“[…] Earlier this year, National Security Minister Fitzgerald Hinds said that 25,000 citizens have licensed firearms. Some will therefore face circumstances in which they feel compelled to use them.
“What’s absent from the conversation is situational risk assessment. It’s an important part of discussions about armed engagement, but it’s easy to leave out of populist soundbites…”
The following guest column on the United National Congress (UNC) political leader Kamla Persad-Bissessar’s suggested response to home invasions was submitted to Wired868 by Orin Gordon, a media and business consultant who can be reached at email@example.com:
A tale of two home invasions.
The first was detected after it had occurred. Security camera footage the next morning confirmed a breach the night before.
The first sign that something was amiss was unsecured kitchen windows. The intruder had defeated the burglar-proof bars on the kitchen windows—and all of the windows of the house—gained entry, and could be seen on video moving around in deadly, ghostly silence.
The doctor and his family slept upstairs, oblivious. It spooked them. They moved house.
The other was the armed holdup of a terrified family, some of whom had returned from abroad, by a group of armed men. The bandits took cash, jewelry, phones and other valuables.
No one was killed—an outcome that’s not always the case. It wasn’t clear whether anyone was struck or beaten, but the incident left them badly shaken.
In describing it, one of the family members spoke with quiet fury. If he ever laid hands on the bandits, he said…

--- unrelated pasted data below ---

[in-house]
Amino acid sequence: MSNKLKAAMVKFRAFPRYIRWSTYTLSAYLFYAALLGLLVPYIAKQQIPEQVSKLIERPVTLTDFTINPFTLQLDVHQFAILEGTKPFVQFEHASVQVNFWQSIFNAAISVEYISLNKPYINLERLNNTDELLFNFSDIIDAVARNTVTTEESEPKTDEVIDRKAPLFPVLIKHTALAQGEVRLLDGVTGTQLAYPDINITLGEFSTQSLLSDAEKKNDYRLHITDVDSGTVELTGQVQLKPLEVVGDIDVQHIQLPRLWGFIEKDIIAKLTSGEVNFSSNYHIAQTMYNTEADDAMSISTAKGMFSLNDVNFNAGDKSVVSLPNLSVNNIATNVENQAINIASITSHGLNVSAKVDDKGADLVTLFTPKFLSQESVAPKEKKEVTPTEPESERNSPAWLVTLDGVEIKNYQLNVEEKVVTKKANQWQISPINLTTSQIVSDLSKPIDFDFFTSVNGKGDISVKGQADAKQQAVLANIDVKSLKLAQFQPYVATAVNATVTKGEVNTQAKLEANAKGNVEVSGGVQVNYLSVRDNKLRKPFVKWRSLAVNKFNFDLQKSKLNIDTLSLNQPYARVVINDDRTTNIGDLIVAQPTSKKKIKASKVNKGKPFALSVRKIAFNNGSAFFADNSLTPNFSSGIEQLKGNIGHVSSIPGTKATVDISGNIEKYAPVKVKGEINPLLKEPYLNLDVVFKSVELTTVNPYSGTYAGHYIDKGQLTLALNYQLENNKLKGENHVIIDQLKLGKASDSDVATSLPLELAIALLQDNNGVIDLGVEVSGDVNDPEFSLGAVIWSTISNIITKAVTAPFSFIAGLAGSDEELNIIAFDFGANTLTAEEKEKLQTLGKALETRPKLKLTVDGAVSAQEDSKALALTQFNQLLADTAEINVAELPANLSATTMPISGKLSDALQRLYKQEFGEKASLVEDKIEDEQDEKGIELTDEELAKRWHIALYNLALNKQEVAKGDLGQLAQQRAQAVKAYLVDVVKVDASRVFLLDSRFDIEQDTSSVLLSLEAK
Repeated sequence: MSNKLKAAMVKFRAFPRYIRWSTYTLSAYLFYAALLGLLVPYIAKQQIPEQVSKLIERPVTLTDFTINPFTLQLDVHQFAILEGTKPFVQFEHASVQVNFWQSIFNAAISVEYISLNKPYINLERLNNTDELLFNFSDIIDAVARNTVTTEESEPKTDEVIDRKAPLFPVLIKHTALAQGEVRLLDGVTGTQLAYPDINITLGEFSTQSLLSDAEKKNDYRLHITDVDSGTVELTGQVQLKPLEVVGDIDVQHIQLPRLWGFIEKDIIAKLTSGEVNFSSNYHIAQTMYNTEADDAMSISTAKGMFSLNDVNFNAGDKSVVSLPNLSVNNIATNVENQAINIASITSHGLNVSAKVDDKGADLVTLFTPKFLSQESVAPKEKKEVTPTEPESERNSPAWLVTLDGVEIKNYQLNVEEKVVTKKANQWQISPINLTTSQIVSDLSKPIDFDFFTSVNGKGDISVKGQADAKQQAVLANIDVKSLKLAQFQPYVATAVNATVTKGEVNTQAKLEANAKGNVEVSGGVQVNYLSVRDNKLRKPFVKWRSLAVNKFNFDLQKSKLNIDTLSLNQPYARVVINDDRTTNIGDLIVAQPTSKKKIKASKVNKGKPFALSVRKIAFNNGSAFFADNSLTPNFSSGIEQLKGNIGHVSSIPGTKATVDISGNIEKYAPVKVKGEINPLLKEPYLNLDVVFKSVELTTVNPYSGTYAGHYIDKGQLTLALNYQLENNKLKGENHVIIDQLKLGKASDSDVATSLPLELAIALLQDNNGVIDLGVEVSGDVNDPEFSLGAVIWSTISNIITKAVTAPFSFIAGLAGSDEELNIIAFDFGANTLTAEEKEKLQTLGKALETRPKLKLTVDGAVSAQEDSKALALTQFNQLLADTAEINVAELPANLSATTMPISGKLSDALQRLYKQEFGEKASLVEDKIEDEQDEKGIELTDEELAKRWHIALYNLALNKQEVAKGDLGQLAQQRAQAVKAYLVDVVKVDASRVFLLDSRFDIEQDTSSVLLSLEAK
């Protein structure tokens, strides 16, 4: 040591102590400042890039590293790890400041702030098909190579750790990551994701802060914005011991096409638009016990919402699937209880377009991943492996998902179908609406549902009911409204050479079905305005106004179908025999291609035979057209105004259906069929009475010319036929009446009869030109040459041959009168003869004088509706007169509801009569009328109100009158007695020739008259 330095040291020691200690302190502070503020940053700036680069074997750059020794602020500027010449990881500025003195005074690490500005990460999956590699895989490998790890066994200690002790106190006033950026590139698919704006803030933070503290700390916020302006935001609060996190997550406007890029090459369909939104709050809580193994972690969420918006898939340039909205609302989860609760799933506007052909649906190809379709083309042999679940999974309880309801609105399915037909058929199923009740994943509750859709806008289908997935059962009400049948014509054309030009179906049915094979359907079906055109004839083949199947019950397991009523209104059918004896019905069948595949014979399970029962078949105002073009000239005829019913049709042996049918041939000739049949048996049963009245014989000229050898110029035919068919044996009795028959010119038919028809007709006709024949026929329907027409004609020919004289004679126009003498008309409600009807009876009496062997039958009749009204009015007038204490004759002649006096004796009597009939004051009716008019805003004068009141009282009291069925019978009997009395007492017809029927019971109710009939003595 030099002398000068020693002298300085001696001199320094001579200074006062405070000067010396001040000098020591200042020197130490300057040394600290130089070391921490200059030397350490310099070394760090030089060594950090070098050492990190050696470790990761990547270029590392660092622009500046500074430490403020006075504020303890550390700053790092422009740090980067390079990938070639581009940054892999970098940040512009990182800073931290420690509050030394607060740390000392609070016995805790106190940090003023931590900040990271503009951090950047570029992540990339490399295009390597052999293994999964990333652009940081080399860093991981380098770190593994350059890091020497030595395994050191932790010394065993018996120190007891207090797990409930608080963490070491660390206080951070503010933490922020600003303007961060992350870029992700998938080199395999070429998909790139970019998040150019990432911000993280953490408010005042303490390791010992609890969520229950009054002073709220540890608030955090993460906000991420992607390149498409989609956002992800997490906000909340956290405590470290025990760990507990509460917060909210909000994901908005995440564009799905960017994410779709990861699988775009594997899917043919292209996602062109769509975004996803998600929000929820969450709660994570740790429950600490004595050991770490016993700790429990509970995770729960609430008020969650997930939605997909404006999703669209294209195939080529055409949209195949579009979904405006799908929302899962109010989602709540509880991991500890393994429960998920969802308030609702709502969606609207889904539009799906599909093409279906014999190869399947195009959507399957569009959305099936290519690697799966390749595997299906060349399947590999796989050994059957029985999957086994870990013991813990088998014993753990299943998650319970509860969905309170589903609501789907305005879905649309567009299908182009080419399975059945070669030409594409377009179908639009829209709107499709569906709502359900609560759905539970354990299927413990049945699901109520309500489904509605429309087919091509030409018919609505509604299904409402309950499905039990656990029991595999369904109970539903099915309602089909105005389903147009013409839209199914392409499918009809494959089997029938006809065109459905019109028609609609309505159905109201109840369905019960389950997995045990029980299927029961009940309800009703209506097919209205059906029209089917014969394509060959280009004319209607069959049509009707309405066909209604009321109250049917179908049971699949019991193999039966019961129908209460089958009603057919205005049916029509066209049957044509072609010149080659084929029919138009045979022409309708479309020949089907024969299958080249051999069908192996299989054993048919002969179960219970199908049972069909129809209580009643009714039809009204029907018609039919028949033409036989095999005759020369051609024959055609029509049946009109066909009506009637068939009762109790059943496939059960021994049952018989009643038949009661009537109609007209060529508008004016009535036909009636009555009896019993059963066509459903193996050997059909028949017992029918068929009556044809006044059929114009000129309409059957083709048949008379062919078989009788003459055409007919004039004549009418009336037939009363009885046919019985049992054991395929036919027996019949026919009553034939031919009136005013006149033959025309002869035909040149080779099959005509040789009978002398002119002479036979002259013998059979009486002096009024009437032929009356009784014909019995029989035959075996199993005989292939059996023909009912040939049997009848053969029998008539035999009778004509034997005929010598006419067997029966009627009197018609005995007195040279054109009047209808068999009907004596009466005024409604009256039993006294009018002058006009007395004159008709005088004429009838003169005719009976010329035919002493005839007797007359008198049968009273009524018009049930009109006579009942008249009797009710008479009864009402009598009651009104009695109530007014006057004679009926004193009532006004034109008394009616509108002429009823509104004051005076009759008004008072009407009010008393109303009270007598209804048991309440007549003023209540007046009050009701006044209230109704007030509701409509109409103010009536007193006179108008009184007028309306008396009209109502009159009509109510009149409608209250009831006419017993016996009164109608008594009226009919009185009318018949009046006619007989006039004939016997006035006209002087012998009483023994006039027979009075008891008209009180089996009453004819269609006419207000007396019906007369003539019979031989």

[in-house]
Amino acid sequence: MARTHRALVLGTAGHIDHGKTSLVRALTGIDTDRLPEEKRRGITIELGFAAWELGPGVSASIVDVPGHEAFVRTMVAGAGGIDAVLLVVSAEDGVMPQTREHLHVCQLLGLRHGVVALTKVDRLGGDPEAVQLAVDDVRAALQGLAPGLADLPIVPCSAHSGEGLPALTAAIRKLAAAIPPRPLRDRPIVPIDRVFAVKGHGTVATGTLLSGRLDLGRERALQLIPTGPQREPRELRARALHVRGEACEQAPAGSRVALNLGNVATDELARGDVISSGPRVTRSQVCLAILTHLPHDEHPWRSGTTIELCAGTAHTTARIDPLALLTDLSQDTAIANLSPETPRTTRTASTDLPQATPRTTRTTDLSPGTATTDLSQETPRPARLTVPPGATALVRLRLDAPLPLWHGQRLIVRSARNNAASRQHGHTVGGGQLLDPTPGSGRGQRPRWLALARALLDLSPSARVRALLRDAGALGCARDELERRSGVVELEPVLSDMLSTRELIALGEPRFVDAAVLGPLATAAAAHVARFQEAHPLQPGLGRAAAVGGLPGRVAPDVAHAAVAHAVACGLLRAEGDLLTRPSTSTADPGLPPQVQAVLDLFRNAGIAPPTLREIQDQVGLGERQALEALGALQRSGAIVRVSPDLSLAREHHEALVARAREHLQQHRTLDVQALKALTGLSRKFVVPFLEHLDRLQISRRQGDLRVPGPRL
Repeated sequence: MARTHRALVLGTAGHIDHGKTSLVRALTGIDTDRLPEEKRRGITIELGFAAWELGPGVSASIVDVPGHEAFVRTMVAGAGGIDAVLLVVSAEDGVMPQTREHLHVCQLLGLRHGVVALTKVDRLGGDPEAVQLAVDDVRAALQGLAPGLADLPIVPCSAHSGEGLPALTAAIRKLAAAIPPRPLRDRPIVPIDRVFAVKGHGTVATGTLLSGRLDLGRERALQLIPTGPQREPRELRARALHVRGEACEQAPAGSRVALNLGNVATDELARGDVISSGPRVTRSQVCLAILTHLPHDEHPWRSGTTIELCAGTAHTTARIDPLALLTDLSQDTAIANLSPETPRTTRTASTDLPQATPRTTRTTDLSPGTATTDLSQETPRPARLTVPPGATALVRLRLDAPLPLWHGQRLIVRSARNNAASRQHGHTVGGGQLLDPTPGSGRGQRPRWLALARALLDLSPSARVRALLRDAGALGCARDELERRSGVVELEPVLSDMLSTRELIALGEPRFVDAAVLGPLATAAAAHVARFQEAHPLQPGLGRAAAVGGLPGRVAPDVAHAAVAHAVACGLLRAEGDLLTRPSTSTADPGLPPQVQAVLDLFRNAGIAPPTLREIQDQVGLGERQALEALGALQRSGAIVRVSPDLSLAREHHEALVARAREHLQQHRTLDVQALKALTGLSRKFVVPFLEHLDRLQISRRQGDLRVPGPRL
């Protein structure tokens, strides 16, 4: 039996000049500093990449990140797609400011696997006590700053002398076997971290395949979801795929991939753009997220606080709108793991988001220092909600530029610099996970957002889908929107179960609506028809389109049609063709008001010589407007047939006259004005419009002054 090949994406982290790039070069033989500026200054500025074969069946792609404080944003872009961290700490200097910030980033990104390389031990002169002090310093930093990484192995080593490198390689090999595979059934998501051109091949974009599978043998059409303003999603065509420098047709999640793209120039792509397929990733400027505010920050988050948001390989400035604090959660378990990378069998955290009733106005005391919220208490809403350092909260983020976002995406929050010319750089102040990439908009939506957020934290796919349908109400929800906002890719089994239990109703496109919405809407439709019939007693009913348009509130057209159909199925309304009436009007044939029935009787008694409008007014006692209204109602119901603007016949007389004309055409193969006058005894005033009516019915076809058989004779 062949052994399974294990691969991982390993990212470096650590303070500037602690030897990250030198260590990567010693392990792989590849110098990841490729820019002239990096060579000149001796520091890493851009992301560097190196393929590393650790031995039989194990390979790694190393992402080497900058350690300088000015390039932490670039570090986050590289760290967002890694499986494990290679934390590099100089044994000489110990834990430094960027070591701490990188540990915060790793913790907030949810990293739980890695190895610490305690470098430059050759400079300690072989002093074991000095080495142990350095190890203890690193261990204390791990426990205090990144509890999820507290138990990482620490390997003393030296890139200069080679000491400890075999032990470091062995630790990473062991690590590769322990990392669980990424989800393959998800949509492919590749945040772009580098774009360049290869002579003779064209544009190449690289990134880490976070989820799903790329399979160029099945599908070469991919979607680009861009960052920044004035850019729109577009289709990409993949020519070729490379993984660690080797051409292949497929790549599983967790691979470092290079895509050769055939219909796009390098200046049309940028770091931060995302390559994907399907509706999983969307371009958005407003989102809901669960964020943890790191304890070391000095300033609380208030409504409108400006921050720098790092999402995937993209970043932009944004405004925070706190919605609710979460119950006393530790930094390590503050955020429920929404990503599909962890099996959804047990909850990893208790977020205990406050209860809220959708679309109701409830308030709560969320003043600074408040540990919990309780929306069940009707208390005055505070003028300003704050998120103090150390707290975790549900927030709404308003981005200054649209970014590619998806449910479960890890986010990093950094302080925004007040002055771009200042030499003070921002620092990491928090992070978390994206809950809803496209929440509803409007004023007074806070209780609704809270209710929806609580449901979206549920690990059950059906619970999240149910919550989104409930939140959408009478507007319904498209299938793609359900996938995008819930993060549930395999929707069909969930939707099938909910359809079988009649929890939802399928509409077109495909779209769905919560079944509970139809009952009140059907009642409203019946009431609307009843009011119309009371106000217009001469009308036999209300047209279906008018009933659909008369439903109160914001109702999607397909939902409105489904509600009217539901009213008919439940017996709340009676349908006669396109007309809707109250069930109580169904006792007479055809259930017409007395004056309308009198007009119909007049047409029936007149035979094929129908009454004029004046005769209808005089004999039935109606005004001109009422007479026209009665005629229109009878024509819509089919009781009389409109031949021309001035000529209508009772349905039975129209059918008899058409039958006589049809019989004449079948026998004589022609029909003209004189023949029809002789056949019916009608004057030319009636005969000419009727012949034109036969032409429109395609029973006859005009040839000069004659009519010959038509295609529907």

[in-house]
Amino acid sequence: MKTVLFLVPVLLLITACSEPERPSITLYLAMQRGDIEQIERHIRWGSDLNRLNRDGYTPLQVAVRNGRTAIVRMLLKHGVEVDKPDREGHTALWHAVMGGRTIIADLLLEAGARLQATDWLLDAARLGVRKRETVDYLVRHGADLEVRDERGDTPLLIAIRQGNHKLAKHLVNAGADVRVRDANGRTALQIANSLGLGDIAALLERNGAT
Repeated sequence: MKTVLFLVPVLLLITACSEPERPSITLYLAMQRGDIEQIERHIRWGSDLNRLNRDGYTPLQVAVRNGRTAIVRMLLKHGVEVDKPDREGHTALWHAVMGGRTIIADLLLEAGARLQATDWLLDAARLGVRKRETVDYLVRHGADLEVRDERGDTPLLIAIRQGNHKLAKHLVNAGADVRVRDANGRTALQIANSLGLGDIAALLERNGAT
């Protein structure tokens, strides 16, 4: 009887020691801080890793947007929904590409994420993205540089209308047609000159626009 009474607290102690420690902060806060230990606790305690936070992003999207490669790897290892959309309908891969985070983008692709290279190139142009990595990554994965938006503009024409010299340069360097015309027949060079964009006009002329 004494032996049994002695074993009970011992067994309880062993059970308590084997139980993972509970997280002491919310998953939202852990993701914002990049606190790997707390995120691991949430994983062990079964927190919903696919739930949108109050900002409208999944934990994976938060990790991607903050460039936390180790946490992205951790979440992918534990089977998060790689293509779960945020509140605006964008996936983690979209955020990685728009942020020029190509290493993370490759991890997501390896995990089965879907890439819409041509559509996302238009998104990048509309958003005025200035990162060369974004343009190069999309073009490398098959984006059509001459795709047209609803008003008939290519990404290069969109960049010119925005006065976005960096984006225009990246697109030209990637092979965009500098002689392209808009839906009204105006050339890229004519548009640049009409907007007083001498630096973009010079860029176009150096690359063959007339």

I’ll leave it there. The sense of helplessness, the trauma and the humiliation stay with victims of home invasions, particularly the violent incidents.
It was these people that the Leader of the Opposition Kamla Persad-Bissessar was speaking to when she said that “when the criminals invade your home, draw your licensed firearm and light them up!”
“Empty the whole clip”, she said.
She promised US red state-style Stand Your Ground laws if the UNC returned to government. T&T’s existing laws make provision for self-defence in the case of home invasions, but the calls have resonant appeal and the opposition leader knows it.
The police and government national security apparatus seem ineffective at crime prevention, detection, fighting and prosecution. The ever-increasing murder rate and the brazenness of the hits give the impression that they’ve lost control. Citizens can feel as if they’re on their own.
All that said, Persad-Bissessar’s comments and her subsequent doubling down on them are reckless.
The pro-gun/anti-gun/gun culture debate is another discussion for another day. I prefer to address what’s in front of me.
Earlier this year, National Security Minister Fitzgerald Hinds said that 25,000 citizens have licensed firearms. Some will therefore face circumstances in which they feel compelled to use them.